- Workflow Number 1:80% fit; Relative Importance 100
- Workflow Number 2:90% fit; Relative Importance 80
- Report Number 1:100% fit; Relative Importance 100
- Root Cause Identification:60% fit; Relative Importance 100
Incorporating the opportunity size enables you to compare opportunities to determine where to invest your resources.It also solves the traditional challenge of the rep’s claim “It’s a huge opportunity…!” when analyzed in comparison with others.
A $1M opportunity with a 20% fit metric gives a normalized score of $200K; a $600K opportunity with 80% fit yields a score of $480K.I know where I’d spend my time…!
This is a key part of presales activities, particularly for organizations with multiple or complex offerings.It is the link between doing discovery and proposing a solution, and provides clarity for preparing demos or POCs.
Solutioning effectiveness may be tougher to measure than other presales activities, but you should be able to apply the ideas from measuring effective discovery to solutioning.These need to map to your sales or solution strategy, of course.
If you emphasize Land and Expand (or Land then Expand), you may be biased towards smaller initial solutions with faster implementation and rapid ROI.Conversely, vendors of complex ERP systems and similar offerings may pursue initial solutions with the broadest possible footprints.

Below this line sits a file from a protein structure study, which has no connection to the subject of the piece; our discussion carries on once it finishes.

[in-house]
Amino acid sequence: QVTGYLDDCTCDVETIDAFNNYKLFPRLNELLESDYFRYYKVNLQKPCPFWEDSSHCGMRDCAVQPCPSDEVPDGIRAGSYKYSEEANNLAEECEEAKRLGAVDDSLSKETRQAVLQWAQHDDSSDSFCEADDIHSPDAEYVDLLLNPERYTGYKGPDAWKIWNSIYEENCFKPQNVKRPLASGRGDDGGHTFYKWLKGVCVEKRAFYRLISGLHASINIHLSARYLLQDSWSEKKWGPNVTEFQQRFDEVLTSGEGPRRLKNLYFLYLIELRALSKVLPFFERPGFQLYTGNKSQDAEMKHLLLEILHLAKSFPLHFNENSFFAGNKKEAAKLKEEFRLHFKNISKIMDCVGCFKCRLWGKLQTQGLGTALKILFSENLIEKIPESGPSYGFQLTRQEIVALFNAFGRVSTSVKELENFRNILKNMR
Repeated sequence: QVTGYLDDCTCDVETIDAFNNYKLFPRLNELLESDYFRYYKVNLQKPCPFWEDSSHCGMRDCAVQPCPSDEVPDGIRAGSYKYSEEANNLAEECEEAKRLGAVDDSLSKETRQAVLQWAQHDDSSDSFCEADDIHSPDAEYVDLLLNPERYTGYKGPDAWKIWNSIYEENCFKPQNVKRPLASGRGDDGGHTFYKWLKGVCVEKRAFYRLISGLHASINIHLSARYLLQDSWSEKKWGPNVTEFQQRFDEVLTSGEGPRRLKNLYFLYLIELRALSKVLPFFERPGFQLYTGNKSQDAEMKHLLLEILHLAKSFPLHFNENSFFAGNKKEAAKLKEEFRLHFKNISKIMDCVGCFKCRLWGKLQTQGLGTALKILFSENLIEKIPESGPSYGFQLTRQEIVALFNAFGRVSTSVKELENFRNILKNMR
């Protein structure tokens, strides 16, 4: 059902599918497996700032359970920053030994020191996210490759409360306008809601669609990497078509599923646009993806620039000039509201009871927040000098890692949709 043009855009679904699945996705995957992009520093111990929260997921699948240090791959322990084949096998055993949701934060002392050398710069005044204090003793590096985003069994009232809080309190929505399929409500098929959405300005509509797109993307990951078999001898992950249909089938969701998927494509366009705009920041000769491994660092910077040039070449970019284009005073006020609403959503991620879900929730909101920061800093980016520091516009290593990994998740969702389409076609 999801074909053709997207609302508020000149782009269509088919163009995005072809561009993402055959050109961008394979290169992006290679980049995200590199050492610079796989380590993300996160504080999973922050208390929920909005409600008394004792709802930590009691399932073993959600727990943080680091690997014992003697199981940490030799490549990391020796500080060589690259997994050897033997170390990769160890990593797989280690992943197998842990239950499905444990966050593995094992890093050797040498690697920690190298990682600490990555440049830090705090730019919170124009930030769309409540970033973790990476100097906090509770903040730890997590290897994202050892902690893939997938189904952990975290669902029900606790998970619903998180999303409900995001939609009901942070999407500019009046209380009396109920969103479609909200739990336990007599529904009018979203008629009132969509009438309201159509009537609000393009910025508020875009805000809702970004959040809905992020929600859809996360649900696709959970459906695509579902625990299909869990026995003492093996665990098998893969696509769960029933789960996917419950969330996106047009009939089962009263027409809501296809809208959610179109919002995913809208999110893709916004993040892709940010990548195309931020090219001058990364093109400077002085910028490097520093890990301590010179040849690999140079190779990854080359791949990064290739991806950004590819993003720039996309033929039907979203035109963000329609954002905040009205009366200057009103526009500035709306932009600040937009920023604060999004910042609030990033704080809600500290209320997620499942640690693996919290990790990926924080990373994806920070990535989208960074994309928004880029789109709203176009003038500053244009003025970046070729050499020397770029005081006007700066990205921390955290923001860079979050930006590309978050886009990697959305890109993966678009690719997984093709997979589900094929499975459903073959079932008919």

Michael Jordan once said, “You can practice eight hours a day, but if your technique is wrong, then all you become is very good at shooting the wrong way.”
The same is true for demos.Many presales practitioners believe they are “at the top of their game” with respect to demonstrating their software.They have a clickstream and talk-track that they’ve done hundreds of times – it’s smooth and polished.And yet, their demos don’t seem to move the business forward any better than their peers’.
Clearly, simply counting the number of demos delivered is not an indication of quality – what is?Here are a few metrics to contemplate for demo effectiveness:
- Number of demos required to close the business.If everything else is equal, this could be a good measure – but things aren’t typically equal.(It is still good to track this, however, as it provides insights when combined with other factors such as opportunity size and sales cycle length).
- Revenue $ per Demo.This is a terrific metric that gives you insights on an overall team basis, a regional basis, as well as indicators for individual sales and presales people.
Consider:Salespeople with high Revenue/Demo numbers means that they have well-qualified opportunities with good fit.Presales practitioners with high Revenue/Demo numbers means that they have likely done a good job with discovery, demo prep, and demo delivery.
- Number of Opportunities where Demos resulted in closed business without POCs (and corresponding Revenue per these Opportunities).Any organization looking to reduce the number of POCs they run – or unnecessary POCs – should cheer for this metric.Tracking and comparing across different markets and segments provides additional insights and can help tune and improve sales and presales playbooks.
- Speaker-switches per Minute.This helps to identify stunningly awful Harbor Tours (with very few Speaker-switches per Minute) and correspondingly bored, disconnected audiences vs. engaged prospects with high Speaker-switches per Minute.Note that there will be significant regional differences between North America, EMEA, Latin/South America, and various portions of Asia Pacific!Gong, Refract, and similar tools include this metric in their analyses of recorded calls and demos.